Talking heads more songs about buildings and food

More Songs About Buildings and Food

talking heads more songs about buildings and food

The Good Thing (2005 Remaster)

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It was the first of three albums produced by collaborator Brian Eno , and saw the band move toward a danceable style, crossing singer David Byrne 's unusual delivery with new emphasis on the rhythm section composed of bassist Tina Weymouth and drummer Chris Frantz. The album featured the band's first top-thirty single, a cover of Al Green 's " Take Me to the River ". The front cover of the album, conceived by Byrne and executed by artist Jimmy De Sana , is a photomosaic of the band comprising close-up Polaroid photographs. Concerning the album's title, bassist Tina Weymouth was quoted in a interview with Creem magazine:. When we were making this album I remembered this stupid discussion we had about titles for the last album," Tina smirked.

On July 14, , Talking Heads released their second album, "More Songs About Buildings and Food," a backwards exorcism of frozen-brittle guitars, smeared textures and super-ecstatic vocals. The record brought forth an essential darkness and didn't try to extinguish it. These were songs about emotions that lurk, about the secret part of ourselves that knows people can see right through us on buses, planes and subways, all sung by a disjointed, ferocious, manic, shivering guy named David Byrne. It was a kind of State of the Union address, examining the nation's health from a dozen different angles, including the sky. Now, almost 25 years later, what could be more relevant than songs about buildings and food and love and rage and sorrow and hope and fear? But the Heads were never really punk.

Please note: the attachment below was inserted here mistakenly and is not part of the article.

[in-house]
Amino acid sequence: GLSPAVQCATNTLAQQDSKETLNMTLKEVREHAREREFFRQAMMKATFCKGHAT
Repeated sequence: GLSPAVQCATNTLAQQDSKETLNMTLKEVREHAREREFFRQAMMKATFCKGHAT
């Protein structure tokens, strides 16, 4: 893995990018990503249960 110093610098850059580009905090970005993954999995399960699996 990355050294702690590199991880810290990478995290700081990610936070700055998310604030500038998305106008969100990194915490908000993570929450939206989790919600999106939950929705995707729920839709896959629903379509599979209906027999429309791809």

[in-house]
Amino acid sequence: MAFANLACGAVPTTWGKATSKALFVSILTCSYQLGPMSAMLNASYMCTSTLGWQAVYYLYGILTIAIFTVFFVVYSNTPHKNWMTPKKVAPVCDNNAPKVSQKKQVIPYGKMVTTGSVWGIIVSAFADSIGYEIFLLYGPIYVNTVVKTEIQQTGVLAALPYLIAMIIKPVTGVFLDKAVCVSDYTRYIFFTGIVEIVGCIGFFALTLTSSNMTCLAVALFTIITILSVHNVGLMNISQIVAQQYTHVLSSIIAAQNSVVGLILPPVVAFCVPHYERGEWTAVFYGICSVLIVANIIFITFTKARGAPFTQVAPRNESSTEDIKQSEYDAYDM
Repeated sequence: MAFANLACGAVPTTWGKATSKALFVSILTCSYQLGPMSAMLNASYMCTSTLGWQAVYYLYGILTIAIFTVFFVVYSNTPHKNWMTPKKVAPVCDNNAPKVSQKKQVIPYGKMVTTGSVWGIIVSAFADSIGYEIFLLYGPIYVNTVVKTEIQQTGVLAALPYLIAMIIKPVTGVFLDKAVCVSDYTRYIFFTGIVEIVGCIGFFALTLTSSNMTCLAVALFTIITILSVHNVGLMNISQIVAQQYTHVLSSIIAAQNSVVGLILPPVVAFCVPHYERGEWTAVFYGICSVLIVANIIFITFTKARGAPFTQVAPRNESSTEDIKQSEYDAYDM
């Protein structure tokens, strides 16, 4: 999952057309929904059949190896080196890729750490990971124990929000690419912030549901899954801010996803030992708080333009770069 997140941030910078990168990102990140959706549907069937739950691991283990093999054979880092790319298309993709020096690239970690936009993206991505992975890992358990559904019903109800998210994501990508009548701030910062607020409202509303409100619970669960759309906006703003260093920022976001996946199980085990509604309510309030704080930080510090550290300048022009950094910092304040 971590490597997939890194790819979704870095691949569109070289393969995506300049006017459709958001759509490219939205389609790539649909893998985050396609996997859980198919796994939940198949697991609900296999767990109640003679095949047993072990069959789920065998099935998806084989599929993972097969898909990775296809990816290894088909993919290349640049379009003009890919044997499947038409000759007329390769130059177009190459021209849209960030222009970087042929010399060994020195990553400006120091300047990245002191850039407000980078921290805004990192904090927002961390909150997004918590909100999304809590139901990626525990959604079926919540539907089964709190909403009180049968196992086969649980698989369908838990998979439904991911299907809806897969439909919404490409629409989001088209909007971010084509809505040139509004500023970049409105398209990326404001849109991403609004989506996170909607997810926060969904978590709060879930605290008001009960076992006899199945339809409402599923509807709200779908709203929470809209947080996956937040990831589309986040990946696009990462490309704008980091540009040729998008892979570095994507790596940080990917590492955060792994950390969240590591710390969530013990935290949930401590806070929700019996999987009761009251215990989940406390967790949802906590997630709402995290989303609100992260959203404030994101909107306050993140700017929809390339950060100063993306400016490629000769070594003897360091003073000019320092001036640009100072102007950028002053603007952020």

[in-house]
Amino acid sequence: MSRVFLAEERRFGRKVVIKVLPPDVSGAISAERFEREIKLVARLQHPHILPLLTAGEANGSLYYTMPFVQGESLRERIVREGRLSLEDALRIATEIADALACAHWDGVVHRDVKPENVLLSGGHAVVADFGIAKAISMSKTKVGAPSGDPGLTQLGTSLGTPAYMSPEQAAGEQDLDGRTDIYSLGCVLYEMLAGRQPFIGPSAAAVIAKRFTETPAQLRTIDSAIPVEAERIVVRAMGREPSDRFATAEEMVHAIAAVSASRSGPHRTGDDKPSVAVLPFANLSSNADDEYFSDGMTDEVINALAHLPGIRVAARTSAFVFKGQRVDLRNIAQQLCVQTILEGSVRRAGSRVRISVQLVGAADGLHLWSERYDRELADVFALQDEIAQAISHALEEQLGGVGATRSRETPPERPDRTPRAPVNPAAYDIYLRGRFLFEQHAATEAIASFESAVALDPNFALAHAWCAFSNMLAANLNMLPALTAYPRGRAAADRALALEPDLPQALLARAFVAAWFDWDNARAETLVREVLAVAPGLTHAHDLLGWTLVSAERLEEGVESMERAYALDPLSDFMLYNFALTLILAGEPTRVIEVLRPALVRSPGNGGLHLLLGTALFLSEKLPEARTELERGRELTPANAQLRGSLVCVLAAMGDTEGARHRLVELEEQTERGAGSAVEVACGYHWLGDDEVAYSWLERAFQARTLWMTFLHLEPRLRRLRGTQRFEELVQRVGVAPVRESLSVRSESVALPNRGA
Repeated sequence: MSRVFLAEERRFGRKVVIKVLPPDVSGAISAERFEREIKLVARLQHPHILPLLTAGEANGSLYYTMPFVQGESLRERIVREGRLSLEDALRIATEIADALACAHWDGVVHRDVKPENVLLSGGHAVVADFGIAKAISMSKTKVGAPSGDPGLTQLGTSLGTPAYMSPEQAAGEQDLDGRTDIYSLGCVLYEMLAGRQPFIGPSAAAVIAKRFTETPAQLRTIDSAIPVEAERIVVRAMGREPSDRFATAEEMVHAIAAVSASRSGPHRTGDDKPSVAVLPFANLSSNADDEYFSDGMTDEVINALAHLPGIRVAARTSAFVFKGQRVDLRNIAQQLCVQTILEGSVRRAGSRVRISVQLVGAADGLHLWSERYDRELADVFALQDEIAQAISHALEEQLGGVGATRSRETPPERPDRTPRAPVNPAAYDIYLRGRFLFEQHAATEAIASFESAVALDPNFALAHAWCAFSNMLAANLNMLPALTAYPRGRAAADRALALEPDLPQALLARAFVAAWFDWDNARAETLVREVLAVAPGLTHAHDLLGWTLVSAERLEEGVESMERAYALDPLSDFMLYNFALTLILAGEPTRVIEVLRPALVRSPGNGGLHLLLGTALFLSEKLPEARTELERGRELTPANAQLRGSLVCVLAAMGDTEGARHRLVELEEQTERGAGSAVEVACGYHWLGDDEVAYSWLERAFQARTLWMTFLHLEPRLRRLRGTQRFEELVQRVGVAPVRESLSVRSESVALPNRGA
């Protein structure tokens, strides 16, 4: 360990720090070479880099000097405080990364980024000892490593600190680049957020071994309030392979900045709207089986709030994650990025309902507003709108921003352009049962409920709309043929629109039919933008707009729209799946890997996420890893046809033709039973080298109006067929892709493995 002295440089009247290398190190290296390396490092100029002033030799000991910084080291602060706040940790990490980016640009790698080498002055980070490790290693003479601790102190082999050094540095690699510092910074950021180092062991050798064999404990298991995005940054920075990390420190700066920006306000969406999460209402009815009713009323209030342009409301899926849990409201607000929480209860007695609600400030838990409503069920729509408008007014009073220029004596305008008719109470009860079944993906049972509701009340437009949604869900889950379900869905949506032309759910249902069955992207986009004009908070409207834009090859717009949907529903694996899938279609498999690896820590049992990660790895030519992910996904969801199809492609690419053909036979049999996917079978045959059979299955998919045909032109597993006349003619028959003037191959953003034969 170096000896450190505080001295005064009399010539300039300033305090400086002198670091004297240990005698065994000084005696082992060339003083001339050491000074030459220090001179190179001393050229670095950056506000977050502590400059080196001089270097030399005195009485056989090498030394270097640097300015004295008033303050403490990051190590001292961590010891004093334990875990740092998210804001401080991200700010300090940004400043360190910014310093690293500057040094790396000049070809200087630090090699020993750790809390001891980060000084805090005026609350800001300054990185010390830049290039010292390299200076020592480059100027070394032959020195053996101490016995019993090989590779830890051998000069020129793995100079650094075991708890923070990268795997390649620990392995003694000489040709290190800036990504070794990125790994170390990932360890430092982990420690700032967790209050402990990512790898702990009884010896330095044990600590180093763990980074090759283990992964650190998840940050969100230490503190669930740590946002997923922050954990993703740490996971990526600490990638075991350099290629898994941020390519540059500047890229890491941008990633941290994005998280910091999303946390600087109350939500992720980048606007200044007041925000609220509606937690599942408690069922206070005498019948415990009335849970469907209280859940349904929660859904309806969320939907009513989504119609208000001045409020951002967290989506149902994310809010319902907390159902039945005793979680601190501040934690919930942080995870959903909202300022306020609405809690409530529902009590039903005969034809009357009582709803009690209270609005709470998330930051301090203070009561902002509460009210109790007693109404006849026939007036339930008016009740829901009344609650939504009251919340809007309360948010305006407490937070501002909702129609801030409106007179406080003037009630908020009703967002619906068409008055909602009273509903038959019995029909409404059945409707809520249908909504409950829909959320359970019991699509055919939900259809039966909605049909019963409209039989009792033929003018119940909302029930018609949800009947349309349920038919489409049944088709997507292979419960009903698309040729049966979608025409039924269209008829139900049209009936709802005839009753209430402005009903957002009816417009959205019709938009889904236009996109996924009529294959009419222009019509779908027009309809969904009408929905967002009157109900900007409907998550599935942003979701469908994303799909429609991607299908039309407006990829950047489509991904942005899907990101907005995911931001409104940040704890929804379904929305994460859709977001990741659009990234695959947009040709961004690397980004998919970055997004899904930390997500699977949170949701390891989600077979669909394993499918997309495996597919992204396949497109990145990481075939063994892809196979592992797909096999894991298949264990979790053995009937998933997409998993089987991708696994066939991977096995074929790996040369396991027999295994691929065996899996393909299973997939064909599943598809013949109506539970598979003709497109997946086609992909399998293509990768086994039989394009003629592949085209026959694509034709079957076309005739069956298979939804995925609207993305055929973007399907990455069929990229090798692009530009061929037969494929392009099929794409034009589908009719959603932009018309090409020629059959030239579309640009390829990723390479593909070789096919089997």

More Images. Please enable Javascript to take full advantage of our site features. Edit Master Release. New Wave , Indie Rock. Add Review alphagrade July 21, Report. Brian Eno's finest and richest production by far and whilst the rest of the Talking Heads catalogue is a cut above the rest in terns of sonics and musical surprises, this album is their strongest. This original 'Jacksonville' pressing is well worth the extra pennies and 'Take Me To The River' is heaven via a decent pair of speakers and such a remarkable recording.

The title of Talking Heads ' second album, More Songs About Buildings and Food , slyly addressed the sophomore record syndrome, in which songs not used on a first LP are mixed with hastily written new material. If the band's sound seems more conventional, the reason simply may be that one had encountered the odd song structures, staccato rhythms, strained vocals, and impressionistic lyrics once before. Another was that new co-producer Brian Eno brought a musical unity that tied the album together, especially in terms of the rhythm section, the sequencing, the pacing, and the mixing. Where Talking Heads had largely been about David Byrne 's voice and words, Eno moved the emphasis to the bass-and-drums team of Tina Weymouth and Chris Frantz ; all the songs were danceable, and there were only short breaks between them. Byrne held his own, however, and he continued to explore the eccentric, if not demented persona first heard on 77, whether he was adding to his observations on boys and girls or turning his "Psycho Killer" into an artist in "Artists Only. It was the last two songs that pushed the album over those hurdles. First there was an inspired cover of Al Green 's "Take Me to the River"; released as a single, it made the Top 40 and pushed the album to gold-record status.



More by Talking Heads

Subscribe in a reader., As the saying goes, artists have their entire life to make a debut album, but only a year to record the follow-up.

With Our Love (2005 Remaster)

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